Eat Right, Or Don’t! Comment

11:43 am on January 3, 2015

cnfcPromise, which claims to have less saturated fat than margarine because “it’s made from sunflower oil,” has the same amount as every leading brand of margarine. Go figure. With our increasingly processed diet, the need has never been greater for food labels that spell out fat, sugar, sodium, cholesterol and fiber content in a simple way. Instead we’re given too much information we don’t need and not enough of the information we do need.


Most product labels make only token efforts, if any, to address the needs of consumers trying to make healthy food choices. Many products aren’t required to give any information beyond an ingredient list, and even that can be misleading. Ingredients are listed in order by weight, with the most abundant ingredient first, which moves salt, fat and sugar down the list behind heavier ingredients containing water.

You can’t judge a food by how it looks, either. You’d expect “Ramen” noodles to be pure starch, but you can practically lube your car with them. Who would ever guess that they contain 15 grams of fat? You won’t find this information on the label, even if you can pull the ingredient list away from the folded seam and read it.

Even when manufacturers do make health recommendations, you often can’t trust them. Carnation recommends that you pour their Coffee-Mate, a non-dairy creamer, over your cereal, ostensibly to avoid cholesterol and saturated fat. However, they fail to mention that a half-cup of the creamer would provide you with 8 grams of total fat, compared to just 2.5 grams of fat and only 9 milligrams of cholesterol in a half-cup of low-fat milk.


Sodium. Our bodies require a minimum of 400 milligrams of sodium, and a maximum of 2000 milligrams, per day to function normally. Other sources of sodium besides salt to watch out for on labels include MSG, baking powder, baking soda, brine, sodium phosphate, sodium alginate and sodium nitrate.

Cholesterol. The recommended maximum daily intake is 250 to 300 milligrams, the amount found in one egg yolk. Most products that contain cholesterol don’t list the cholesterol content, but if the product has an ingredient derived from animals, it contains cholesterol. More importantly, it contains saturated fat, which raises blood cholesterol. When you see “no cholesterol’ claims on products like cooking oil, peanut butter and potato chips, it’s true-products not derived from animals don’t contain cholesterol, and never will. However, they can be very high in saturated fat.

Sugar. There are no official guidelines for sugar intake, but it’s good idea to avoid products that list sugar as the first or second ingredient on the product label. A note of caution, however: Sugar by other names is sucrose, glucose, dextrose, fructose, corn syrup, corn sweetener, sorbitol and honey. Even if the word “sugar” doesn’t appear among the top ingredients, if you add up all the forms of sugar, it may well be one of the principal ingredients.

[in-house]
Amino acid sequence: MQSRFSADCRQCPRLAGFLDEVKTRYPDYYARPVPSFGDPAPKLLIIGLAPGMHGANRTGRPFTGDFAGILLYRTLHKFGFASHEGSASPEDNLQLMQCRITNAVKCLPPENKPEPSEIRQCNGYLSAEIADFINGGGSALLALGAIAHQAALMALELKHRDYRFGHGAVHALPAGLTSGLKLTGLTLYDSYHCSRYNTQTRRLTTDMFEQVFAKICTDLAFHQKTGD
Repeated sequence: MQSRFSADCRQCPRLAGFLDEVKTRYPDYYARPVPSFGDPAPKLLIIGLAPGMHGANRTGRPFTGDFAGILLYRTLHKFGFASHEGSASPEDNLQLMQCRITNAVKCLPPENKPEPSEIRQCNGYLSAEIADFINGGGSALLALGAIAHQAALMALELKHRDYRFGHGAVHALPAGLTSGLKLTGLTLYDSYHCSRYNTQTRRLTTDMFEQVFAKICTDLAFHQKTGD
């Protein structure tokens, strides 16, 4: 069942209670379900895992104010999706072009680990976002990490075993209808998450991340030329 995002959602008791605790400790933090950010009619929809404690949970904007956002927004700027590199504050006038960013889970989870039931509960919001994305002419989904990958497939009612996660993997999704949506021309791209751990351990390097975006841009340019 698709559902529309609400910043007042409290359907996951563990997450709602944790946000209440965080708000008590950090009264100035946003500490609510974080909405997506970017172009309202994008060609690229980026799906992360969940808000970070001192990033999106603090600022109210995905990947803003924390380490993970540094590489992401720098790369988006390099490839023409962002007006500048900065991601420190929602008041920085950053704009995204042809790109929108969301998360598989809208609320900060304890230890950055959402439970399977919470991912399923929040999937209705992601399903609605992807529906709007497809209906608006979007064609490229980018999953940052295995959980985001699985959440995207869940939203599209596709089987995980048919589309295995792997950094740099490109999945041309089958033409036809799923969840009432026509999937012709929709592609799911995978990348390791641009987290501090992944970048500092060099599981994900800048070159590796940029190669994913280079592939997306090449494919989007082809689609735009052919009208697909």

Fat. The maximum daily fat allowance is 30 percent of calories to maintain an ideal weight. If a 1600 calories per day maintains your ideal weight, then your daily fat allowance is 480 calories from fat (1600 x 0.3). Since there are nine calories per gram of fat, this is 53 grams of fat (480/9 cals per g). If product contains 10 grams of fat, that would account for nearly one-fifth of your daily fat allowance.

Using this method there are no “forbidden” foods, unless you’ve exceeded the daily fat allowance. it does require some initial arithmetic and then some mental “figuring” throughout the day. If this doesn’t appeal to you, you might try restricting to an “occasional basis” any food that contains more than 30 percent of calories as fat.


Clearly, there is a need to reform food labels, and the FDA is finally stepping in. They recently announced a program that would go into effect late next year, requiring labels to provide information on saturated fat, calories from fat, cholesterol and fiber. They are also working on stricter definitions of terms like low fat and high fiber.

The Center for Science in the Public Interest (1501 16th St., N.W., Washington, D.C. 20036-1499) would like to see even greater reforms, and is spearheading a national consumer campaign. Among the many good ideas they propose are simple visual cues rating calories, fat, sodium and fiber (“stoplights” printed on the front of the product) and a pie chart, where at a glance you can see how much fat the product contains compared to protein and carbohydrate.

You can voice your opinion to your congressional representatives, or make it clear you don’t support products that don’t give you the information you need by using your ultimate weapon-the dollar.

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